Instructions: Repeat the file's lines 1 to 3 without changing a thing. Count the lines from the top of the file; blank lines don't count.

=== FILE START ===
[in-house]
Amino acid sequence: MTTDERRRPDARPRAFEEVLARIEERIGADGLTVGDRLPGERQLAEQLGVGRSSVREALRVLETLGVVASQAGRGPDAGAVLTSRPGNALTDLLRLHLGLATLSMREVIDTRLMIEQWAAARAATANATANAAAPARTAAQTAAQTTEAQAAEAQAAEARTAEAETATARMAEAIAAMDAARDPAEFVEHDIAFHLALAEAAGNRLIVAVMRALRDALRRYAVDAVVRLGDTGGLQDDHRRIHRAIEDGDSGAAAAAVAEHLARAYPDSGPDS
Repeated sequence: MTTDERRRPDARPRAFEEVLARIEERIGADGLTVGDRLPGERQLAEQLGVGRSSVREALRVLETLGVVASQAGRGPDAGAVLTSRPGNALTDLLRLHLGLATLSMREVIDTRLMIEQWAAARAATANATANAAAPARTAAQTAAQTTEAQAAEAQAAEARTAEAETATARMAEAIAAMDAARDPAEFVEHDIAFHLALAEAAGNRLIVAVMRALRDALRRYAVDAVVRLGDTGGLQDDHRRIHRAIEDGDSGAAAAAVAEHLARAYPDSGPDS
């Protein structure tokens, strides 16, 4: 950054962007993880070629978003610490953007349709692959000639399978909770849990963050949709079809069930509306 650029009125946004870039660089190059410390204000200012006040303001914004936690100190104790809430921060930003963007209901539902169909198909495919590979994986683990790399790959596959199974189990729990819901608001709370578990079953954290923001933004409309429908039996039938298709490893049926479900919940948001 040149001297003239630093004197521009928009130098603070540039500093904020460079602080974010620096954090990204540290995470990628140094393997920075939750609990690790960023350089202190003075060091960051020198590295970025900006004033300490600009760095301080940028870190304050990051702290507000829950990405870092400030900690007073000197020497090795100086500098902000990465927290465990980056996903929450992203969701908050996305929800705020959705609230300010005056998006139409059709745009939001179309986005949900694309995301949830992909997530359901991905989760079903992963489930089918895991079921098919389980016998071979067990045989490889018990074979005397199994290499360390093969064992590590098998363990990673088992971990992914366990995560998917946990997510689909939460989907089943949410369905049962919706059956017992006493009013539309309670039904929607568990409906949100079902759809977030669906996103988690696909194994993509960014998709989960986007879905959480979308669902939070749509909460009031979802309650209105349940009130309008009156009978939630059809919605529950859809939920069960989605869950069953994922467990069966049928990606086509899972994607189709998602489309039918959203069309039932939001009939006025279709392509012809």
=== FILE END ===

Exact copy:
[in-house]
Amino acid sequence: MTTDERRRPDARPRAFEEVLARIEERIGADGLTVGDRLPGERQLAEQLGVGRSSVREALRVLETLGVVASQAGRGPDAGAVLTSRPGNALTDLLRLHLGLATLSMREVIDTRLMIEQWAAARAATANATANAAAPARTAAQTAAQTTEAQAAEAQAAEARTAEAETATARMAEAIAAMDAARDPAEFVEHDIAFHLALAEAAGNRLIVAVMRALRDALRRYAVDAVVRLGDTGGLQDDHRRIHRAIEDGDSGAAAAAVAEHLARAYPDSGPDS
Repeated sequence: MTTDERRRPDARPRAFEEVLARIEERIGADGLTVGDRLPGERQLAEQLGVGRSSVREALRVLETLGVVASQAGRGPDAGAVLTSRPGNALTDLLRLHLGLATLSMREVIDTRLMIEQWAAARAATANATANAAAPARTAAQTAAQTTEAQAAEAQAAEARTAEAETATARMAEAIAAMDAARDPAEFVEHDIAFHLALAEAAGNRLIVAVMRALRDALRRYAVDAVVRLGDTGGLQDDHRRIHRAIEDGDSGAAAAAVAEHLARAYPDSGPDS